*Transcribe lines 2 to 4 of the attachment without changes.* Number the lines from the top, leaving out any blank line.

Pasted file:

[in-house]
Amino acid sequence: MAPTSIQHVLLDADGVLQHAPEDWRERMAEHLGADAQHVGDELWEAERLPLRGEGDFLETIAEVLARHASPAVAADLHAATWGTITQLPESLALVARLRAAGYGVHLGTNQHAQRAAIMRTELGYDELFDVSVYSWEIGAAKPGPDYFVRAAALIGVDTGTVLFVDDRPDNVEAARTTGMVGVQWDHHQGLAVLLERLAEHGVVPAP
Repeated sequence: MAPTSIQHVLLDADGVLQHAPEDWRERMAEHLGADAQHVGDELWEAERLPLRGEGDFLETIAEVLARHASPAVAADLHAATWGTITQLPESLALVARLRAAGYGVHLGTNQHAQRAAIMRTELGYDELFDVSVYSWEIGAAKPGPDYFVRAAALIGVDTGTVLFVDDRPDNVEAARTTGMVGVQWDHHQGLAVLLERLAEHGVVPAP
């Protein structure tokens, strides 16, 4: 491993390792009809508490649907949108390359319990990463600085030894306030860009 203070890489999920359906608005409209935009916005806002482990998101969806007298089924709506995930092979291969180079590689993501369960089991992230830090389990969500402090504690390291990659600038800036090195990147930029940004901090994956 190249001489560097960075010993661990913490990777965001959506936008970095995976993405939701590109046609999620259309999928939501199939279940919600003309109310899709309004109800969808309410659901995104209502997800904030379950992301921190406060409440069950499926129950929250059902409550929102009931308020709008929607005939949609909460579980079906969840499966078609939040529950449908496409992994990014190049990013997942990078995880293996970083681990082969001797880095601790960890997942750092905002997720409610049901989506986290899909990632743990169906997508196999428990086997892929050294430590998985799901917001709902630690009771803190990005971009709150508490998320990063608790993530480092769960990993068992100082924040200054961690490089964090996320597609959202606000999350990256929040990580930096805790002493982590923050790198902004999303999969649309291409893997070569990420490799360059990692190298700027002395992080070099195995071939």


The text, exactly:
Amino acid sequence: MAPTSIQHVLLDADGVLQHAPEDWRERMAEHLGADAQHVGDELWEAERLPLRGEGDFLETIAEVLARHASPAVAADLHAATWGTITQLPESLALVARLRAAGYGVHLGTNQHAQRAAIMRTELGYDELFDVSVYSWEIGAAKPGPDYFVRAAALIGVDTGTVLFVDDRPDNVEAARTTGMVGVQWDHHQGLAVLLERLAEHGVVPAP
Repeated sequence: MAPTSIQHVLLDADGVLQHAPEDWRERMAEHLGADAQHVGDELWEAERLPLRGEGDFLETIAEVLARHASPAVAADLHAATWGTITQLPESLALVARLRAAGYGVHLGTNQHAQRAAIMRTELGYDELFDVSVYSWEIGAAKPGPDYFVRAAALIGVDTGTVLFVDDRPDNVEAARTTGMVGVQWDHHQGLAVLLERLAEHGVVPAP
């Protein structure tokens, strides 16, 4: 491993390792009809508490649907949108390359319990990463600085030894306030860009 203070890489999920359906608005409209935009916005806002482990998101969806007298089924709506995930092979291969180079590689993501369960089991992230830090389990969500402090504690390291990659600038800036090195990147930029940004901090994956 190249001489560097960075010993661990913490990777965001959506936008970095995976993405939701590109046609999620259309999928939501199939279940919600003309109310899709309004109800969808309410659901995104209502997800904030379950992301921190406060409440069950499926129950929250059902409550929102009931308020709008929607005939949609909460579980079906969840499966078609939040529950449908496409992994990014190049990013997942990078995880293996970083681990082969001797880095601790960890997942750092905002997720409610049901989506986290899909990632743990169906997508196999428990086997892929050294430590998985799901917001709902630690009771803190990005971009709150508490998320990063608790993530480092769960990993068992100082924040200054961690490089964090996320597609959202606000999350990256929040990580930096805790002493982590923050790198902004999303999969649309291409893997070569990420490799360059990692190298700027002395992080070099195995071939």